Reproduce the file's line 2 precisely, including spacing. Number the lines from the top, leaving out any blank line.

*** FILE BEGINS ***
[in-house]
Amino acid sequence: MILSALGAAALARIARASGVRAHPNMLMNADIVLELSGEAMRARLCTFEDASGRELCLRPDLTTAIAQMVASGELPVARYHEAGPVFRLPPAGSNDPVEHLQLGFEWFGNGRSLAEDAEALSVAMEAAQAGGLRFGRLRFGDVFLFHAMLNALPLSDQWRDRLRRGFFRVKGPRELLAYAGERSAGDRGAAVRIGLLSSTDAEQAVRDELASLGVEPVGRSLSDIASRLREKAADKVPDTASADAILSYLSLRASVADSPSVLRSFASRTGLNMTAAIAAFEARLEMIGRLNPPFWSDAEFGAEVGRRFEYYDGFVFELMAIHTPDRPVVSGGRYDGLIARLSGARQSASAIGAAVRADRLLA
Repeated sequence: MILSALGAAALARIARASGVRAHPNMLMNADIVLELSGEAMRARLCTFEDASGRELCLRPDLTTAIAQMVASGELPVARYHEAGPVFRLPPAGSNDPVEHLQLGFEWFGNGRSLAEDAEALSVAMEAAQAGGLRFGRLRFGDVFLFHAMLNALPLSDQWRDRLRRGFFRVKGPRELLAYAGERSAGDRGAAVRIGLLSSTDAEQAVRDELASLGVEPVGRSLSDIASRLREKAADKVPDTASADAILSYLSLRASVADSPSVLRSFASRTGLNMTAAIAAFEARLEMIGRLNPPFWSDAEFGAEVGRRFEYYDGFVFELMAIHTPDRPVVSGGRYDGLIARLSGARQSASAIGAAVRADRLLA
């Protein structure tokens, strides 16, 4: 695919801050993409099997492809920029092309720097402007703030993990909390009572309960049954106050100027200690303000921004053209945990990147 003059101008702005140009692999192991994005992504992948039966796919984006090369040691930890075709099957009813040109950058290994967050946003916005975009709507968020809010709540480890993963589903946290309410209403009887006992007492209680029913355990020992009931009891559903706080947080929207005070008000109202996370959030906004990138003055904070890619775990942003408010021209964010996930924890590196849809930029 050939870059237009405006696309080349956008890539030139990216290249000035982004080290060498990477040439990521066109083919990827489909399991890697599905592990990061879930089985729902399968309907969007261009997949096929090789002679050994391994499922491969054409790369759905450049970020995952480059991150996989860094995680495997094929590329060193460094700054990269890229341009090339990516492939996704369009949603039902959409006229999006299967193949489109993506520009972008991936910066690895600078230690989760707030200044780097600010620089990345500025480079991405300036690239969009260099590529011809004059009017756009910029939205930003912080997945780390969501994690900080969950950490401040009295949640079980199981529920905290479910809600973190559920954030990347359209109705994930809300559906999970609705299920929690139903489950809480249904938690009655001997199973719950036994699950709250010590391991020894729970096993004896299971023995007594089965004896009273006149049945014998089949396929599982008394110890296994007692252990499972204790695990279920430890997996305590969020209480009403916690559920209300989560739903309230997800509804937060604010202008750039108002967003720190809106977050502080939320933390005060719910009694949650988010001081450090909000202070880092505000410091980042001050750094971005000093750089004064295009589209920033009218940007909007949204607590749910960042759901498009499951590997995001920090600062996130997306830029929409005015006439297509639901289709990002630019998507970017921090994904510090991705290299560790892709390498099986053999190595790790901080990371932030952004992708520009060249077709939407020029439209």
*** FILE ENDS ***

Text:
Amino acid sequence: MILSALGAAALARIARASGVRAHPNMLMNADIVLELSGEAMRARLCTFEDASGRELCLRPDLTTAIAQMVASGELPVARYHEAGPVFRLPPAGSNDPVEHLQLGFEWFGNGRSLAEDAEALSVAMEAAQAGGLRFGRLRFGDVFLFHAMLNALPLSDQWRDRLRRGFFRVKGPRELLAYAGERSAGDRGAAVRIGLLSSTDAEQAVRDELASLGVEPVGRSLSDIASRLREKAADKVPDTASADAILSYLSLRASVADSPSVLRSFASRTGLNMTAAIAAFEARLEMIGRLNPPFWSDAEFGAEVGRRFEYYDGFVFELMAIHTPDRPVVSGGRYDGLIARLSGARQSASAIGAAVRADRLLA